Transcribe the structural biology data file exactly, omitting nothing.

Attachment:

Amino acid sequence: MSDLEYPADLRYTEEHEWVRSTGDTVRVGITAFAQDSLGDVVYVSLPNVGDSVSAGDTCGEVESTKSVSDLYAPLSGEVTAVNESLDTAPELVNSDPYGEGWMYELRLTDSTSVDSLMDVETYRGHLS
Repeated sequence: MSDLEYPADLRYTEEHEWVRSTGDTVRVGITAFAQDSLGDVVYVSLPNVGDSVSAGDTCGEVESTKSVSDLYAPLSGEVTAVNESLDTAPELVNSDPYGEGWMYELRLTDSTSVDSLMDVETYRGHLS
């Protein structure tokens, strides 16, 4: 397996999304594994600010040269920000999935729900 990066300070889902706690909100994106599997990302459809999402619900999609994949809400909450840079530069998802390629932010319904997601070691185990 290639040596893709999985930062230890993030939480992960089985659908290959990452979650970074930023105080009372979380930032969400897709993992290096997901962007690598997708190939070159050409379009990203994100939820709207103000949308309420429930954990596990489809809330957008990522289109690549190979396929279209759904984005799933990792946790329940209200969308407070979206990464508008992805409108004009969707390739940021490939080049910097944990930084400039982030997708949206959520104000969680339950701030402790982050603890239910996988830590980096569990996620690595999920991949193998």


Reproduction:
Amino acid sequence: MSDLEYPADLRYTEEHEWVRSTGDTVRVGITAFAQDSLGDVVYVSLPNVGDSVSAGDTCGEVESTKSVSDLYAPLSGEVTAVNESLDTAPELVNSDPYGEGWMYELRLTDSTSVDSLMDVETYRGHLS
Repeated sequence: MSDLEYPADLRYTEEHEWVRSTGDTVRVGITAFAQDSLGDVVYVSLPNVGDSVSAGDTCGEVESTKSVSDLYAPLSGEVTAVNESLDTAPELVNSDPYGEGWMYELRLTDSTSVDSLMDVETYRGHLS
């Protein structure tokens, strides 16, 4: 397996999304594994600010040269920000999935729900 990066300070889902706690909100994106599997990302459809999402619900999609994949809400909450840079530069998802390629932010319904997601070691185990 290639040596893709999985930062230890993030939480992960089985659908290959990452979650970074930023105080009372979380930032969400897709993992290096997901962007690598997708190939070159050409379009990203994100939820709207103000949308309420429930954990596990489809809330957008990522289109690549190979396929279209759904984005799933990792946790329940209200969308407070979206990464508008992805409108004009969707390739940021490939080049910097944990930084400039982030997708949206959520104000969680339950701030402790982050603890239910996988830590980096569990996620690595999920991949193998």